We are being thrifty in the Millennium Housewife household, showing willing during the credit crunch and saving all we can. You never know, reuse enough tea bags and we may just make our mortgage payment this month. My Mother has been over daily with useful titbits and tips which has been exciting as you can imagine. Today she breezed in with her Jute Bag slung over her wrist and briskly ran a finger over the hall shelf. Dust dear she said, screwing her lips into that I've Eaten A Water Buffalo And I don't Much Like Your Foreign Muck look that only she can do. I was well aware of course that there was dust on the hall shelf, I've been cultivating it nicely, it's almost done now and is ready to create life of its own. Success. Anyway, My Mother put her hand into her Jute Bag (have you got a Jute Bag dear? Very useful you know, organic, whatever that means, Shirley-the-competition still uses plastic, I mean, plastic! in this day and age. Chuh!) You have to be very afraid when My Mother puts her hand into her Jute Bag, you never know what's coming and it's usually something hideous that she thinks will suit you because you're young/save you money/decorate your house in a style becoming to an eighty year old. Last week she pulled out a big, white, plastic toilet roll holder to hide your toilet rolls in the bathroom. It took a lot of tea and most of the biscuit selection to convince her that four toilet rolls stacked up in the bathroom looked more attractive than the box.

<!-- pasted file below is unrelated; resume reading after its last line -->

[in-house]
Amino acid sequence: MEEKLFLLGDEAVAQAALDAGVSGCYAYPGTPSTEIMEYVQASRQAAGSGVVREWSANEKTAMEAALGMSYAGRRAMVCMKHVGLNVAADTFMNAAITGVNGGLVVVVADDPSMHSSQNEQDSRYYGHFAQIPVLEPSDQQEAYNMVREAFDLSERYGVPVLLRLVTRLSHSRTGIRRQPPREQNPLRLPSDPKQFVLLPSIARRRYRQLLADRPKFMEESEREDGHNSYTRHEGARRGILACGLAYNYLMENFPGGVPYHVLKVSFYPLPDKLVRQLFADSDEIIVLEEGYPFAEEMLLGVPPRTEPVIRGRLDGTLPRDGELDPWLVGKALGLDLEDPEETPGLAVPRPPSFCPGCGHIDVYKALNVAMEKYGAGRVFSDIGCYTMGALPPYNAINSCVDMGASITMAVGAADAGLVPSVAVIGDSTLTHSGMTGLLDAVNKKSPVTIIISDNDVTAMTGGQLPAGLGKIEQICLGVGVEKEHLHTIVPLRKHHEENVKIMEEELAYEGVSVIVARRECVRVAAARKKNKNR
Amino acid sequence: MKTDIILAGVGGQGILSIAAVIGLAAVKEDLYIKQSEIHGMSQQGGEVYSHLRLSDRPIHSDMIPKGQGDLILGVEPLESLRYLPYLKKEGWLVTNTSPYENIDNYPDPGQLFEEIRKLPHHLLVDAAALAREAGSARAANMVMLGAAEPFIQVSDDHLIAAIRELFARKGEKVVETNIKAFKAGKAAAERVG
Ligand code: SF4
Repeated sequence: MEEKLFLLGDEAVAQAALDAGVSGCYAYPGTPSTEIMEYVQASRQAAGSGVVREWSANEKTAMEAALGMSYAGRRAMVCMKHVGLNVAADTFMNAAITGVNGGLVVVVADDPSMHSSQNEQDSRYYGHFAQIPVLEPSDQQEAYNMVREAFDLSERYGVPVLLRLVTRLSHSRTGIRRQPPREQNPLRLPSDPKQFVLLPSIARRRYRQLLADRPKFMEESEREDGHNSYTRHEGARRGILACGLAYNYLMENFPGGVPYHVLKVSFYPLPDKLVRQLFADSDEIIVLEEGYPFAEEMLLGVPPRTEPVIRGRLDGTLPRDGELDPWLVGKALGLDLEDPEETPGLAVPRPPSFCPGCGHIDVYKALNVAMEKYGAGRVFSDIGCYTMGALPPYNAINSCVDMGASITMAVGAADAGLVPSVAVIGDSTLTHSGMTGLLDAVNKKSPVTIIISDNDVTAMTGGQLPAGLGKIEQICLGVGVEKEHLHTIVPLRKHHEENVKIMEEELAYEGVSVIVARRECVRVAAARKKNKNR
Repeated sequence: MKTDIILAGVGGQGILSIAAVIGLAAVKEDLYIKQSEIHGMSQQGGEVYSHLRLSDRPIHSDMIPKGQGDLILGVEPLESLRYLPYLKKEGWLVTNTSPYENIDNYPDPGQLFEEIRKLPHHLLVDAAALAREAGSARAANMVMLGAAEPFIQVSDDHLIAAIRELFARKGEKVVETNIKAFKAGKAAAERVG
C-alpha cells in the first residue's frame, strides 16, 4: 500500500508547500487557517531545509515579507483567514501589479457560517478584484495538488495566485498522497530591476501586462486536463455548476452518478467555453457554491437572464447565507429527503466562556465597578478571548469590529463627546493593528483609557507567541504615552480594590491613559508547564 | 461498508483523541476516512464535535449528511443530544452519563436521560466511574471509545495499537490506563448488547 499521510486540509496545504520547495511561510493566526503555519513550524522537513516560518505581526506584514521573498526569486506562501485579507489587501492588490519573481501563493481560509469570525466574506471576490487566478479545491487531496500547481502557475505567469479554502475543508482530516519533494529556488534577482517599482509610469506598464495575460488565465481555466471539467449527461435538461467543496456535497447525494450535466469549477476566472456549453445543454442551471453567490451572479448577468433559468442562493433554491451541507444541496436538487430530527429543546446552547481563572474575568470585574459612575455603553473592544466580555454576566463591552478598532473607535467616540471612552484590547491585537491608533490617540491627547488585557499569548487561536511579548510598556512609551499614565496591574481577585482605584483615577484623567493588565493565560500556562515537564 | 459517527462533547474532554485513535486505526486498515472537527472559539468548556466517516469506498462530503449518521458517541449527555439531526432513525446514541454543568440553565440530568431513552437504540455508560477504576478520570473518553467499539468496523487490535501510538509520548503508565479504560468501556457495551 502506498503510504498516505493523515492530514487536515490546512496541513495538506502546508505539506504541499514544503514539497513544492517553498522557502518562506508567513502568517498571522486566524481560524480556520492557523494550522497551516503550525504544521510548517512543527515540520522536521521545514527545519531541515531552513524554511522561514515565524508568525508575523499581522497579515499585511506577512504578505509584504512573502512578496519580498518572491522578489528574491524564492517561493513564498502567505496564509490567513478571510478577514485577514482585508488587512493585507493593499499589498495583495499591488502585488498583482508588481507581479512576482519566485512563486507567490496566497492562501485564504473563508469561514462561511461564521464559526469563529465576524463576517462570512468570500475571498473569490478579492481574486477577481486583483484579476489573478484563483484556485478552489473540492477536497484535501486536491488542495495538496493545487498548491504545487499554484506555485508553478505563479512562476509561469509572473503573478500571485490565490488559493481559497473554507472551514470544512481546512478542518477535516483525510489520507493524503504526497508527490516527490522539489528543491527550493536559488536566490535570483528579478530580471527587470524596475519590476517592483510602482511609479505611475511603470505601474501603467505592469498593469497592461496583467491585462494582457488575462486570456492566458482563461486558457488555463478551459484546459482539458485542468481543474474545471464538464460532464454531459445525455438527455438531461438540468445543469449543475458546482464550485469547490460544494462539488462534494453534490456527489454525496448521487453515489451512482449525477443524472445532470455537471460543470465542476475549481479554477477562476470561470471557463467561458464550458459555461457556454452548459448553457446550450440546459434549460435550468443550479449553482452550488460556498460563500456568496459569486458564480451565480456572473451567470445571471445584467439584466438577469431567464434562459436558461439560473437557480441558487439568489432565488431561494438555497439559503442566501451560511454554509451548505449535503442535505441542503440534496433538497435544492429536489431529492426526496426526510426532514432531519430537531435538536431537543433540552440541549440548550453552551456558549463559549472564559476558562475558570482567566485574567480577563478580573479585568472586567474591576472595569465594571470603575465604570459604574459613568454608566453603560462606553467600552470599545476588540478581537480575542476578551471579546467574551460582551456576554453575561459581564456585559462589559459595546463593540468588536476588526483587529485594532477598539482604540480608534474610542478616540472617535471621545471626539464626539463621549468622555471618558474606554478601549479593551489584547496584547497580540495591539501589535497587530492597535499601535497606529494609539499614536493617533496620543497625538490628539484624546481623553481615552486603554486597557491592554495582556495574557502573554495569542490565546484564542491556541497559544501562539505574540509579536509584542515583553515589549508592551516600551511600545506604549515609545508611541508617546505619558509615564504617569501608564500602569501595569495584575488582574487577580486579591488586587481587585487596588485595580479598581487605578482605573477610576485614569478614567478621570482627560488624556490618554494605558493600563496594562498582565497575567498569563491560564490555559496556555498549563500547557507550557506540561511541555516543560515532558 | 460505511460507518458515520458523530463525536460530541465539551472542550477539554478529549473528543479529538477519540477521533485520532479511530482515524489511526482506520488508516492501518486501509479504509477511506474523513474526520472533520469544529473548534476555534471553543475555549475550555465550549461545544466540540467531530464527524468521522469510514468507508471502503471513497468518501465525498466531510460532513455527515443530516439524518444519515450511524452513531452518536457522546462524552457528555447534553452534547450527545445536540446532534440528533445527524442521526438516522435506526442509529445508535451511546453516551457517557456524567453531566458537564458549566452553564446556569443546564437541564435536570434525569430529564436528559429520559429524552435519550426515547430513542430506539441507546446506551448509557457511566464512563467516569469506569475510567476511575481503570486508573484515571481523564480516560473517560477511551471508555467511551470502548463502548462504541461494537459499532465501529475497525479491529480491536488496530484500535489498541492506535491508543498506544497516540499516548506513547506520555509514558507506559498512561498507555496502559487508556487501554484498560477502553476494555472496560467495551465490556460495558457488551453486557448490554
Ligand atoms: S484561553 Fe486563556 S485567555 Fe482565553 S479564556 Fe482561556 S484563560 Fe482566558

So, she put her hand into her Jute Bag and pulled out a see through plastic container with a cloth inside. This, she announced with an I've Practised In The Car flourish, is an e-cloth. One wipe and you're done dear, and not just those easy-to-reach dust areas, oh no, wet it and presto it cleans your bathroom too. Marvellous! But that's not all, oh no (here she winked at me, she'd obviously been at the Kleeneeze again), the best bit about it (she paused building the suspense/boredom) is that you need no soap! No soap whatsoever, she added, unsure that her announcement had created just the right amount of excitement. Think about it darling, she urged, you'll save thousands!
Thousands? Sorry, did I hear that right?If I think back really carefully, in minute detail, all the way back to my birth, I can honestly say that added up over the years I have never spent thousands on cleaning products. Any cleaning products, not just those that could reasonably be called soap. Really the annual saving would be about £8.92, and if the e-cloth is £22 it will take approximately two and a half years to start paying for itself, by which time it will have become raggedy and need replacing (by this time with inflation it will be selling for around £178.34). It would just be better I suppose to sack the cleaner, thereby saving £22 a week (I could easily furnish a weekly e-cloth habit with that) and do the cleaning myself. Ah, right, talked myself into a bit of a corner here haven't I? Look, let's forget the whole sack-the-cleaner fiasco shall we and go back to what a ridiculous product the e-cloth is. Ridiculous is what I say, la la la la la.
I took the e-cloth in its plastic container nervously from My Mother (once you take anything you're as good as saying, you're right Mother Dearest, and I shall be using the e-cloth/portapotty/special pastry lifter/Kleeneeze special gift daily, hurrah), and looked at it. E-cloth? I could do that! All I'd need to do is buy a pack of a hundred regular cloths from Asda for 24p, package one in a very environmentally unfriendly plastic box, cover said box with words such as eco/save/rainforest/fool/money/parted, hang it on the end of the supermarket aisle in the impulse buy zone and watch them flock. Simple, £22 handed over, cleaner paid for. La la la la la.